Carnival of HR The Cowardly Manager's Guide to Dealing with Poor Performers Great Leadership Got an employee who's not pulling their weight? Don't really want to confront them about the issue? Dan McCarthy lists 11 ways managers without guts handle the poor performers among their staffs in Absolutely essential reading!
Carnival of Personal Finance When Good Debt is Bad Modern Gal Student loans and mortgages have the reputation of being "good debt," but Elizabeth says that's not necessarily true. She asks the questions about these kinds of debts whose answer might put them in the "bad" category.
Carnival of Real Estate Getting a Loan Just Got Tougher: Fannie Mae Changes Debt to Income Ratio MyHomeHouston The team at MyHomeHouston reacts to Fannie Mae's dropping of the maximum allowable debt-to-income ratio a potential homebuyer must satisfy from 55% of their income to 45%, wondering if that change will make a recovery in U.S. housing markets less likely to gain traction.
Carnival of Taxes Should Someone Receiving Government Aid Give to Charity? My Life ROI MLR reacts to an angry letter written to a New York Times Magazine columnist condemning an individual's decision to donate 10% of his income received from unemployment compensation to his church.
Festival of Frugalilty No Costco Membership? Shopping at Costco Still Saves Money Digerati Life Julia Scott describes how membership isn't necessarily required to take advantage of the services the warehouse retailer provides!
Best of Money Are You a Gambler or Investor? Bullishness Soo-Young flow charts The Best Post of the Week, Anywhere! in helping you determine whether you're investing or gambling. We love Question 1: "Is your position based on a rumor, hunch or Cramer recommendation?"

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December 10, 2009

Burning $100 Bill, Source: John Kline, house.gov Today, we're celebrating our fifth anniversary as we have in previous years by sharing the most amazing discovery we've made in the past year. Unlike the previous three years, in which we put the entire history of the S&P 500 at Your Fingertips, uncovered the basic fundamental relationship of the stock market and revealed how changes in investor expectations directly drive stock prices, today's post has nothing to do with the stock market.

Instead, we've identified the conditions that trigger U.S. politicians into making significant changes in personal income tax rates.

Sounds pretty mundane, right? After all, politicians are always tweaking this or adjusting that in the U.S. tax code, which goes a long way to explaining why it has grown over time to be over 3.7 million words long.

But what politicians don't do very often is change the marginal tax rates that apply to individual income earners in the United States.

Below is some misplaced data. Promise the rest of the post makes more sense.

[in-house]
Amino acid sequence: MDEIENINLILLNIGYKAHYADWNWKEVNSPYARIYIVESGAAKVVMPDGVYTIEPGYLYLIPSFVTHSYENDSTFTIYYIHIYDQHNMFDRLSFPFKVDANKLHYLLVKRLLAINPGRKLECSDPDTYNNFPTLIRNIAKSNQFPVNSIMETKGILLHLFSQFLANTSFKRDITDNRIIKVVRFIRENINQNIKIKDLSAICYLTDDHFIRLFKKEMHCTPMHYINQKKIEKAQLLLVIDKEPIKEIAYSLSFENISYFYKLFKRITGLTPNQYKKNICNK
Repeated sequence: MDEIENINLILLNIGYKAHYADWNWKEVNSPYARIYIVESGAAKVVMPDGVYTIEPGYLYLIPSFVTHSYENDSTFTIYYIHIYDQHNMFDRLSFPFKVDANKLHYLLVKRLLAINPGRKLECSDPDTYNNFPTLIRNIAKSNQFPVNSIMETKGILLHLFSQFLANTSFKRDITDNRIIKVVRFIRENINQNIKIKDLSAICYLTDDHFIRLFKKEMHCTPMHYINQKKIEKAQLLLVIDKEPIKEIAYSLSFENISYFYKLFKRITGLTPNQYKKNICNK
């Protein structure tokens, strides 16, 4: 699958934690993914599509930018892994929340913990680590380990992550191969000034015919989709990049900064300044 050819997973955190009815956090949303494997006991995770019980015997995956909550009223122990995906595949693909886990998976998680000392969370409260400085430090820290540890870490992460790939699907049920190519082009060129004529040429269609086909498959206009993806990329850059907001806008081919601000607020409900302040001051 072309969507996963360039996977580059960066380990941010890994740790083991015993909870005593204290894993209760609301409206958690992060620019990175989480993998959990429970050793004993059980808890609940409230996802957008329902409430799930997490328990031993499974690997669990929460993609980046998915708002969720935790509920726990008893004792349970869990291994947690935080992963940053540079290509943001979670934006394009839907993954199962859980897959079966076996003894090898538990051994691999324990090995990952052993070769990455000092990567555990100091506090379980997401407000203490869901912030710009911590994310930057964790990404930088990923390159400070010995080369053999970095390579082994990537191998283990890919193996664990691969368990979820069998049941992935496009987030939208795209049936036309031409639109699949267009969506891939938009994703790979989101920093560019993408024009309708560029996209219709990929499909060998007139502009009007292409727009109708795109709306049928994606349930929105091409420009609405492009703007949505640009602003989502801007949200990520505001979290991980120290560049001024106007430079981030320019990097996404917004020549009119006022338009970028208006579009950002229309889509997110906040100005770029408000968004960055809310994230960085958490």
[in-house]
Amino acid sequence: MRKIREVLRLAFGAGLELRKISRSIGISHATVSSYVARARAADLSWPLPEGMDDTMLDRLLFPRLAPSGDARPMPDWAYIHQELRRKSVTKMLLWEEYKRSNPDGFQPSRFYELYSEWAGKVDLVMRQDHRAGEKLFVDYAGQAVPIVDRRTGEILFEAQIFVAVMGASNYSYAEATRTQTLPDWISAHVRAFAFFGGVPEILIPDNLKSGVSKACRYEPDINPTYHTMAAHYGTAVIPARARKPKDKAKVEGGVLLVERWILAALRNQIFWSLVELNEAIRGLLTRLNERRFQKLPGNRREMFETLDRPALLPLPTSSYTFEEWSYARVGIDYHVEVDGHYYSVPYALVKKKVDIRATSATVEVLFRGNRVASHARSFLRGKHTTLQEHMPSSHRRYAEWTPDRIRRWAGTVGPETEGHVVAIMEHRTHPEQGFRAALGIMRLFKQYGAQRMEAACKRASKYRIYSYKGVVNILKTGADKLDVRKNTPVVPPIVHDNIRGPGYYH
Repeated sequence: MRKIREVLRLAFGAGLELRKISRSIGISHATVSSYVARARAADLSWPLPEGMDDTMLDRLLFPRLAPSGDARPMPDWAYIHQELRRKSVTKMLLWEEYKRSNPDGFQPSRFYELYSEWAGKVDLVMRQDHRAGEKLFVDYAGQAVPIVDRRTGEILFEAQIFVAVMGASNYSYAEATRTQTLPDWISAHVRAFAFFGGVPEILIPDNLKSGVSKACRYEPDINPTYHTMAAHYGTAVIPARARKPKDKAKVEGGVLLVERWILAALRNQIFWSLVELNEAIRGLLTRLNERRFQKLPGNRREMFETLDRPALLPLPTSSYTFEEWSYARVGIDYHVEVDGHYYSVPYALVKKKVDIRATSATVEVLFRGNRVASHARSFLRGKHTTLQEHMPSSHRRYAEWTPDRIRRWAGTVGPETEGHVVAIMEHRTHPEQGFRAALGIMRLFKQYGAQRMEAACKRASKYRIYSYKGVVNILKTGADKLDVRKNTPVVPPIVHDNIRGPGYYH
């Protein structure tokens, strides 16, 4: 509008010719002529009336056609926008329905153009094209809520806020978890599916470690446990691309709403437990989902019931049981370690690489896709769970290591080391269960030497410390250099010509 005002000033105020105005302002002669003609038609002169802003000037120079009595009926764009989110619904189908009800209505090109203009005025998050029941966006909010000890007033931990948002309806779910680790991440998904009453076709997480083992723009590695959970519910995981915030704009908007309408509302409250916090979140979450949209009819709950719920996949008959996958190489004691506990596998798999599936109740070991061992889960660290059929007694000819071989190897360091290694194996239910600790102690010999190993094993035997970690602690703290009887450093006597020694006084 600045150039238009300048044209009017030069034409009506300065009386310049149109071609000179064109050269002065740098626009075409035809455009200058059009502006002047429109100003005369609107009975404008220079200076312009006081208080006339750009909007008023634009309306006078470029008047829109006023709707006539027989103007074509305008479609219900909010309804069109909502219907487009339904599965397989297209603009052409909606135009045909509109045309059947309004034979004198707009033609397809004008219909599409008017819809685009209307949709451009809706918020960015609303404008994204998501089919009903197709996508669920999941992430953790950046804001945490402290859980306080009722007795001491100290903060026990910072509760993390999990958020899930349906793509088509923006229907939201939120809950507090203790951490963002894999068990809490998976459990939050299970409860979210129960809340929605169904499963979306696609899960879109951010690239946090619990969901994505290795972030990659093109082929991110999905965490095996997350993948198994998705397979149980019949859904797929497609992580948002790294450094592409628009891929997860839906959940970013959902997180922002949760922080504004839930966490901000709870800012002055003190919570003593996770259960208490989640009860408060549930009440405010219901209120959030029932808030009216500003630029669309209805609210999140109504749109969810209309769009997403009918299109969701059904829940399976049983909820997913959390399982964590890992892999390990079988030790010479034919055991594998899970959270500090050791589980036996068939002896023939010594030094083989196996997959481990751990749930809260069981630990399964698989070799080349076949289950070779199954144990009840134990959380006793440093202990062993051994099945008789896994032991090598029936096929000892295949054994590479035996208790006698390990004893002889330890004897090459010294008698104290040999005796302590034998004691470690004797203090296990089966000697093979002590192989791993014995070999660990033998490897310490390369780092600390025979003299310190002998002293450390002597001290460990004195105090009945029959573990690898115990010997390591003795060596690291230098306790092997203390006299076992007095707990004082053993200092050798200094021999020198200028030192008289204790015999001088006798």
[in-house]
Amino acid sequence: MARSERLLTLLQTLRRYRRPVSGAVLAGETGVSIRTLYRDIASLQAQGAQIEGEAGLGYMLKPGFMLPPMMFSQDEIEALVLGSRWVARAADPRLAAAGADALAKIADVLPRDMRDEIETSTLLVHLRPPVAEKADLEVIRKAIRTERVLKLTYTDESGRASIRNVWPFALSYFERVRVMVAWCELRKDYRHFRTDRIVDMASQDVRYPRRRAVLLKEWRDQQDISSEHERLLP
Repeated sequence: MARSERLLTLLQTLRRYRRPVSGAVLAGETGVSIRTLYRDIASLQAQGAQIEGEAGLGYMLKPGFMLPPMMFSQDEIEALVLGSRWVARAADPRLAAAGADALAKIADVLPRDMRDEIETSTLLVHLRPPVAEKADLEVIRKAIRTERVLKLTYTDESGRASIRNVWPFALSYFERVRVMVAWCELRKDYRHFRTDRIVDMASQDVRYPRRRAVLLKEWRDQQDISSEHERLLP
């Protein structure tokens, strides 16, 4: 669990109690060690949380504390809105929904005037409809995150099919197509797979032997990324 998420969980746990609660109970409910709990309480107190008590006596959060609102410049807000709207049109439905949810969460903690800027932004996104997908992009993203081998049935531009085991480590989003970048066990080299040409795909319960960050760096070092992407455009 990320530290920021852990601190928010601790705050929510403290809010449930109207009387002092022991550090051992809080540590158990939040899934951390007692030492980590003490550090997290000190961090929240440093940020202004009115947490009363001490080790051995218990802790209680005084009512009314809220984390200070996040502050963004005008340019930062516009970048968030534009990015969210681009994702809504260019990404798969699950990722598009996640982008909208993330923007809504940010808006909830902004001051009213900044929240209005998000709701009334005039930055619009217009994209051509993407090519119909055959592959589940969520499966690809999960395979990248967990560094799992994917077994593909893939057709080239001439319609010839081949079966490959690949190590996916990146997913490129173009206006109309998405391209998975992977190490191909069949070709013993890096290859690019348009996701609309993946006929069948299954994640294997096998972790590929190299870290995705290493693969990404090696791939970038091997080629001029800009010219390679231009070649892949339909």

The reason why is pretty straightforward. These tax rates are the most visible part of the U.S. tax code. Unless politicians are taking the popular step of reducing them, they try to avoid making any changes in these rates. In the case of increasing the tax rates significantly, they will most often do so only when they have a strong consensus, say in the historical case of a declared war or other crisis, or when the political party in power has a large majority in the U.S. Congress and can achieve its aims without bipartisan compromise.

What we end up with then is a system where tax rate changes most often occur at the margins. The two questions that arise from that observation are "what are those margins" and "where are they"?

We know that once elected, politicians seek to retain the power of their office by putting money in their supporters' pockets. That happens in two ways: by spending the money that it borrows and that it collects through taxes to benefit their supporters or by reducing the amount of taxes their supporters have to pay.

These two things obviously contradict each other, but the balance and conflict that exists between them explains quite a bit. Politicians risk alienating supporters if they raise taxes too high to support the spending they believe will keep them in office, so they will seek to keep spending high and taxes low by borrowing the money needed to make up the difference between what the government collects and what the politicians want to spend.

The problem with that strategy is that if the amount of borrowing continually grows faster than the government's tax collections, it sets up the situation where tax rates must be raised to support the spending initiatives of the politicians. The politicians can get away with this for short periods of time, but once the level of debt grows too high, the people the politicians borrow money from will require taxes be raised as a condition of continuing to do business. In other words, the politicians put the government into a position similar to that of a distressed business nearing failure, where the business must do the things their creditors dictate, especially if they wish to keep borrowing money to keep in control of the business.

No, that's not healthy. Unlike a failing business however, the government has the power of being a monopoly, one that can force people into doing business with it. Or in this case, one that can compel people to pay more for it without having to deliver more or better benefits.

The amount of money the government can collect will then be proportional to the number of people it can tax and the amount of money they earn.